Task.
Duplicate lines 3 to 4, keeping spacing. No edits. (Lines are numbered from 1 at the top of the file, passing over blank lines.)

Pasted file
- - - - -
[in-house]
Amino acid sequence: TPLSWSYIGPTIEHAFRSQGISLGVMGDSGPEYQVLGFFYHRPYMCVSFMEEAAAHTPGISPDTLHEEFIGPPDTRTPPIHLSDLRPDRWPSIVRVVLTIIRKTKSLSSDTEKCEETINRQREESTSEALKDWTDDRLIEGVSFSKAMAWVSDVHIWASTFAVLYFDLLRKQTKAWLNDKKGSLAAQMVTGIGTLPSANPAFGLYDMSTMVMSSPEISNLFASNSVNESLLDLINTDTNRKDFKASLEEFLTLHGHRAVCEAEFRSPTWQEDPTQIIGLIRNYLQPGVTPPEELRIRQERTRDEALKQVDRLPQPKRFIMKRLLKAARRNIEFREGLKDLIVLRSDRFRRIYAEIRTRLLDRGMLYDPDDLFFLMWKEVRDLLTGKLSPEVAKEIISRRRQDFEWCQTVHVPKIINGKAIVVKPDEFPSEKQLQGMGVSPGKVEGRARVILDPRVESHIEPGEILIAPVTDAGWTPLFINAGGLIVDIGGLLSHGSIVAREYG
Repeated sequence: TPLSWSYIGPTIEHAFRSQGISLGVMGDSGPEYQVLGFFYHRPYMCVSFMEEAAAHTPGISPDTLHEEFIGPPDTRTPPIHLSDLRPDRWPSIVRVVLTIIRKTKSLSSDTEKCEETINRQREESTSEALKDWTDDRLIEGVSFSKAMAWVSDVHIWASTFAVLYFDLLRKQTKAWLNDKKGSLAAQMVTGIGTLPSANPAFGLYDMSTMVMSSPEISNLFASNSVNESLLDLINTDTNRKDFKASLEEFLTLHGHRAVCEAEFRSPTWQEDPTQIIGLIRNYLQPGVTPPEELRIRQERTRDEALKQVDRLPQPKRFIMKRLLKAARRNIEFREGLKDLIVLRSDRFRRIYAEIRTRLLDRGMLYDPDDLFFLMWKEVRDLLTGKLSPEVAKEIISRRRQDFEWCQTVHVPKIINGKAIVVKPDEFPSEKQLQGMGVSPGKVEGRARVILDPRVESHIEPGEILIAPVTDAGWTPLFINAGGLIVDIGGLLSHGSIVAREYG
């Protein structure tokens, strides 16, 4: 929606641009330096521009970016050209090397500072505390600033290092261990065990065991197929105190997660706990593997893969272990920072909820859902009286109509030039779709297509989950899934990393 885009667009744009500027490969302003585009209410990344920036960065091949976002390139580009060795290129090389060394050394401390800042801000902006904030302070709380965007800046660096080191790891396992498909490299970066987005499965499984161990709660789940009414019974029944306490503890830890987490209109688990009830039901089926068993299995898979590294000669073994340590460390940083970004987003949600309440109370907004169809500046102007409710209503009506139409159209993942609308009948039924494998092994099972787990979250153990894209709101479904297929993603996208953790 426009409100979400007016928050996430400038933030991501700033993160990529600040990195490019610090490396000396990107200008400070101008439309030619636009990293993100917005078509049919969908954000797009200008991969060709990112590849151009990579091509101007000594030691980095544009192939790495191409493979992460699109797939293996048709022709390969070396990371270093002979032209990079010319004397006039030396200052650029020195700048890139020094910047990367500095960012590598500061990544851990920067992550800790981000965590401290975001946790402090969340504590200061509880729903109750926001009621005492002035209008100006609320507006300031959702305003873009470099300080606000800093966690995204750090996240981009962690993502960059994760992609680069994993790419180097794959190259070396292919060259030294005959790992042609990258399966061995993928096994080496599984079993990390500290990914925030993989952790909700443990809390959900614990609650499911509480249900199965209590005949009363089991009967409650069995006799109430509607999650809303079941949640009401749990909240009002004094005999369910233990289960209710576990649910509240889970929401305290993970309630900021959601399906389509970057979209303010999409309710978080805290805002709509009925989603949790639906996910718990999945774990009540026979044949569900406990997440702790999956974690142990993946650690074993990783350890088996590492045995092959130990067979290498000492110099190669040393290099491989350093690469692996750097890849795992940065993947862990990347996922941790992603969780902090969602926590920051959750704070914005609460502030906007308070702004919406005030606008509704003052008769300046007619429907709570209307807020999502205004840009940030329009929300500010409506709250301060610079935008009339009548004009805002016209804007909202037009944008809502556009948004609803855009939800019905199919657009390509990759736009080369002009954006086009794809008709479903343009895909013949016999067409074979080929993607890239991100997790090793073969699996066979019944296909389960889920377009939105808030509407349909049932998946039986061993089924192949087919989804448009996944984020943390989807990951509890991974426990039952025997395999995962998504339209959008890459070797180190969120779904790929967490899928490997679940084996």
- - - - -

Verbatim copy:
Repeated sequence: TPLSWSYIGPTIEHAFRSQGISLGVMGDSGPEYQVLGFFYHRPYMCVSFMEEAAAHTPGISPDTLHEEFIGPPDTRTPPIHLSDLRPDRWPSIVRVVLTIIRKTKSLSSDTEKCEETINRQREESTSEALKDWTDDRLIEGVSFSKAMAWVSDVHIWASTFAVLYFDLLRKQTKAWLNDKKGSLAAQMVTGIGTLPSANPAFGLYDMSTMVMSSPEISNLFASNSVNESLLDLINTDTNRKDFKASLEEFLTLHGHRAVCEAEFRSPTWQEDPTQIIGLIRNYLQPGVTPPEELRIRQERTRDEALKQVDRLPQPKRFIMKRLLKAARRNIEFREGLKDLIVLRSDRFRRIYAEIRTRLLDRGMLYDPDDLFFLMWKEVRDLLTGKLSPEVAKEIISRRRQDFEWCQTVHVPKIINGKAIVVKPDEFPSEKQLQGMGVSPGKVEGRARVILDPRVESHIEPGEILIAPVTDAGWTPLFINAGGLIVDIGGLLSHGSIVAREYG
């Protein structure tokens, strides 16, 4: 929606641009330096521009970016050209090397500072505390600033290092261990065990065991197929105190997660706990593997893969272990920072909820859902009286109509030039779709297509989950899934990393 885009667009744009500027490969302003585009209410990344920036960065091949976002390139580009060795290129090389060394050394401390800042801000902006904030302070709380965007800046660096080191790891396992498909490299970066987005499965499984161990709660789940009414019974029944306490503890830890987490209109688990009830039901089926068993299995898979590294000669073994340590460390940083970004987003949600309440109370907004169809500046102007409710209503009506139409159209993942609308009948039924494998092994099972787990979250153990894209709101479904297929993603996208953790 426009409100979400007016928050996430400038933030991501700033993160990529600040990195490019610090490396000396990107200008400070101008439309030619636009990293993100917005078509049919969908954000797009200008991969060709990112590849151009990579091509101007000594030691980095544009192939790495191409493979992460699109797939293996048709022709390969070396990371270093002979032209990079010319004397006039030396200052650029020195700048890139020094910047990367500095960012590598500061990544851990920067992550800790981000965590401290975001946790402090969340504590200061509880729903109750926001009621005492002035209008100006609320507006300031959702305003873009470099300080606000800093966690995204750090996240981009962690993502960059994760992609680069994993790419180097794959190259070396292919060259030294005959790992042609990258399966061995993928096994080496599984079993990390500290990914925030993989952790909700443990809390959900614990609650499911509480249900199965209590005949009363089991009967409650069995006799109430509607999650809303079941949640009401749990909240009002004094005999369910233990289960209710576990649910509240889970929401305290993970309630900021959601399906389509970057979209303010999409309710978080805290805002709509009925989603949790639906996910718990999945774990009540026979044949569900406990997440702790999956974690142990993946650690074993990783350890088996590492045995092959130990067979290498000492110099190669040393290099491989350093690469692996750097890849795992940065993947862990990347996922941790992603969780902090969602926590920051959750704070914005609460502030906007308070702004919406005030606008509704003052008769300046007619429907709570209307807020999502205004840009940030329009929300500010409506709250301060610079935008009339009548004009805002016209804007909202037009944008809502556009948004609803855009939800019905199919657009390509990759736009080369002009954006086009794809008709479903343009895909013949016999067409074979080929993607890239991100997790090793073969699996066979019944296909389960889920377009939105808030509407349909049932998946039986061993089924192949087919989804448009996944984020943390989807990951509890991974426990039952025997395999995962998504339209959008890459070797180190969120779904790929967490899928490997679940084996």